The Boise lobbying firm that includes Phil Reberger, a board member of a group that says it won't disclose where it got $200,350 to advocate for Propositions 1, 2 and 3, no longer represents Apple Inc.
Passage of Proposition 3 will put laptops in the hands of every Idaho high school student. Apple is a leading supplier of schoolhouse laptops.
Sullivan Reberger Eiguren President Pat Sullivan phoned this morning to say that Apple paid the firm for one month of work and then ended the relationship.
"We only represented them until early September," Sullivan said. Sullivan Reberger Eiguren still represents iSchool Campus, a Park City, Utah, "smart school technology company," and the Idaho School Boards Association, which has endorsed Proposition 1 but is neutral on Props 2 and 3.
Sullivan said the firm inadvertently delayed filing a termination report with the Idaho Secretary of State's office until Friday, after I wrote about how the firm bought lunch for 10 guests of Superintendent of Public Instruction Tom Luna at last week's City Club of Boise forum on the propositions.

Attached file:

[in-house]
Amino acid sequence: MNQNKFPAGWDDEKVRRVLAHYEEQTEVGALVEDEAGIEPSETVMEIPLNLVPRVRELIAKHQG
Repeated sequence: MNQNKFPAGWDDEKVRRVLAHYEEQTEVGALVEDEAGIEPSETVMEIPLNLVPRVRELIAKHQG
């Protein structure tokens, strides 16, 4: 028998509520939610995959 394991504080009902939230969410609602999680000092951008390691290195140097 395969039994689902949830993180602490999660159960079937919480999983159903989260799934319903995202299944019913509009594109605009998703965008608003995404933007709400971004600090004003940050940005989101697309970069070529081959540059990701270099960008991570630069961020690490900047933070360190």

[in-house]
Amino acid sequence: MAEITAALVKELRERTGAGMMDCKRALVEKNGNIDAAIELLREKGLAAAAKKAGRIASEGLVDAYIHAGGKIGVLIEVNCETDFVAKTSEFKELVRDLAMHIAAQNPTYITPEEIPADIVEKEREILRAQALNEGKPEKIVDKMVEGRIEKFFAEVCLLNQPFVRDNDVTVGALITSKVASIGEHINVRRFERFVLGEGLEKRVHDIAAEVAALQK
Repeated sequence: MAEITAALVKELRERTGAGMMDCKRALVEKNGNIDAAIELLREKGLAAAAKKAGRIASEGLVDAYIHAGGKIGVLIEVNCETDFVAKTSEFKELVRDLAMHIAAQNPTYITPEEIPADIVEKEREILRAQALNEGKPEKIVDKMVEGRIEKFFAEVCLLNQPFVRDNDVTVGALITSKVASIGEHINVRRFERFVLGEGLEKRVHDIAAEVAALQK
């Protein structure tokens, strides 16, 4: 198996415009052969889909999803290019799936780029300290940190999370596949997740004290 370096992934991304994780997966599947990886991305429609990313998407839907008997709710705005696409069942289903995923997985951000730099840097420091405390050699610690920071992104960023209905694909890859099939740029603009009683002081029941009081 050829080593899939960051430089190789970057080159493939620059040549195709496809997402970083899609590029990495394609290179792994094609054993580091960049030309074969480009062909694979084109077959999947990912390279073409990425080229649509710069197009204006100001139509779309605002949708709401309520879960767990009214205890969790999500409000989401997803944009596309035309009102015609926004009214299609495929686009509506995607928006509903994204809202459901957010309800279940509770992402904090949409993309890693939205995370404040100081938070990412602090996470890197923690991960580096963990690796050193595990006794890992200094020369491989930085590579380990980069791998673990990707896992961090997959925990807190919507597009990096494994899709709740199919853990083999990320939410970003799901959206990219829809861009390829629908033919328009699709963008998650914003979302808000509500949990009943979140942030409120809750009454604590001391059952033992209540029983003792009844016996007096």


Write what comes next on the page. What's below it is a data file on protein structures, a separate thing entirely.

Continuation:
Yesterday, I blogged about a new group, Education Voters of Idaho, that is backing the propositions but won't disclose its list of contributors. Reberger is a director of Education Voters of Idaho and I noted that Apple was a client of the firm. A story that ran in today's print edition repeated that the firm lobbies for Apple.
That, Sullivan said, prompted his call this morning. He said Apple was a client from early August to early September.
"They asked for some strategic information and paid us for one month," Sullivan said. "They just didn't want to build a retainer relationship."
According to the Secretary of State, the firm's partner Roy Eiguren represented Apple to both the legislative and executive branches from Aug. 6 to Oct. 5, when termination papers were filed.
Sullivan declined to say what Apple paid for a month's worth of advice. "Nice try, though," he said.
On Oct. 3, Sullivan Reberger Eiguren paid $250 for a table at the City Club debate between Luna and Rep. Brian Cronin, D-Boise. Luna, the author of the laws subject to voter approval or disapproval Nov. 6, at first said he didn't have a problem with the lobbyists' generosity, but after I posted a story, Luna's spokeswoman said Luna had decided to reimburse the firm.
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